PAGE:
Mumbai: The National Stock Exchange (NSE) has sued the Singapore Exchange (SGX) in the Bombay High Court, escalating a dispute that threatens to leave international investors without one of the world’s most widely used offshore futures contracts.
The NSE is trying to stop SGX from launching derivatives that could replace the Nifty 50 contracts that have traded in the city-state for 18 years.
Global funds use these instruments to hedge their positions in one of Asia’s biggest equity markets. Indian exchanges ended agreements that allowed offshore derivatives in February, leaving SGX and others scrambling.
“This is a big mess. I can’t see how SGX would go through with the launch when this is in the air. There’s a lot of gray here, because if investors do trade the new contract knowing this legal case is out there, is there legal liability that cuts through to the investors of the new contracts”, said David Shin, Asia head of global equity derivative sales at TD Securities in Singapore.
SGX, which announced the NSE’s legal action in a statement on Tuesday, said it has full confidence in its legal position and would vigorously defend itself.
The Singapore bourse’s stock declined two per cent on news of the lawsuit. The Mumbai court is expected to hear the case on Wednesday, according to people with knowledge of the matter who asked not to be named because the details aren’t public.
“Investors having existing positions in SGX will be affected if the Mumbai court stays the start of the contract,” said Devansh Lakhani, director at Lakhani Financial Services in Mumbai. “Investors with outstanding positions may have to book losses if they aren’t able to rollover to the new contract”.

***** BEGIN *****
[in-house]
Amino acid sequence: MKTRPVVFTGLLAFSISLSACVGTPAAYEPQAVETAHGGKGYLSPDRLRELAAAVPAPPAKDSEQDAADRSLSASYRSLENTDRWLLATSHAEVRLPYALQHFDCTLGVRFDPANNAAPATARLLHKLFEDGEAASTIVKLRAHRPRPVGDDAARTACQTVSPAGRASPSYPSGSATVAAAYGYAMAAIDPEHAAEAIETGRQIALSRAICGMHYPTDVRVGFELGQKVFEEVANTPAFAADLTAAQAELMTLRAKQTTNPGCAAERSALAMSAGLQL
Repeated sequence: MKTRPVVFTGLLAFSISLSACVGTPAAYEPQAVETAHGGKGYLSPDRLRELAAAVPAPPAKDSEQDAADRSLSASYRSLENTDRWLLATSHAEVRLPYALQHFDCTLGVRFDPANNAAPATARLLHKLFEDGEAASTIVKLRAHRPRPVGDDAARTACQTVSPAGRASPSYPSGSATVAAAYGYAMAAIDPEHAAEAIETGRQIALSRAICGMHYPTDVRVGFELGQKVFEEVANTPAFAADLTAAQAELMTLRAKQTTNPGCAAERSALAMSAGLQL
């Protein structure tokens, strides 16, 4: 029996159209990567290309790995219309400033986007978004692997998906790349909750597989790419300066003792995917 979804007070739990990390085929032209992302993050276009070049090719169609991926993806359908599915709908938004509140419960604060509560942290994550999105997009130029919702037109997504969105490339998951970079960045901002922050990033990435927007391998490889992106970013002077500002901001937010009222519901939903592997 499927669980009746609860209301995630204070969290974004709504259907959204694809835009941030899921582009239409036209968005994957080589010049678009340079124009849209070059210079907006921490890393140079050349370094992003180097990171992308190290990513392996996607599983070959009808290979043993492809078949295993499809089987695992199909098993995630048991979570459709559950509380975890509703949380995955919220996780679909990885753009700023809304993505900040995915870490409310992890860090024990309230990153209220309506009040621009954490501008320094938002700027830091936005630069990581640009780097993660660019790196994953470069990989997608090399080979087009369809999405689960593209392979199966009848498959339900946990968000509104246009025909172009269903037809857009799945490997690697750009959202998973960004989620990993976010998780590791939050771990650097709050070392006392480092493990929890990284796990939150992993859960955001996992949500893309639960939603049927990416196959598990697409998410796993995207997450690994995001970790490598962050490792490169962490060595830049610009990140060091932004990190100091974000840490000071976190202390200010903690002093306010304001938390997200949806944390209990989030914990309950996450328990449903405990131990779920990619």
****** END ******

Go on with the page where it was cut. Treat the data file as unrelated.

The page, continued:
NSE spokesman Debojyoti Chatterjee declined to comment. The exchange’s move is another ratcheting up of tensions between bourses in India and Singapore amid efforts by the former to keep trading onshore.
China and Malaysia are among other emerging economies in the region that have taken steps to keep control of capital flows even as they push to further integrate into global markets. In India’s case, its been promoting a tax-free trading zone in Prime Minister Narendra Modi’s home state, known as Gift City, as an alternative to offshore centers.
“The principal objective is to prevent India’s turnover from being affected by overseas venues,” said Gopalan Sridhar, a Singapore-based fund manager at Aquarius Investment Advisors Pte. “At the same time, NSE is trying to increase access to international investors by increasing trading hours and allowing US clients to trade”.
US regulators last week approved allowing NSE members to accept American customer funds for trading in futures and options contracts on the Mumbai bourse. In February, India’s national exchanges said they would end all licensing agreements with overseas bourses and also stop providing live prices.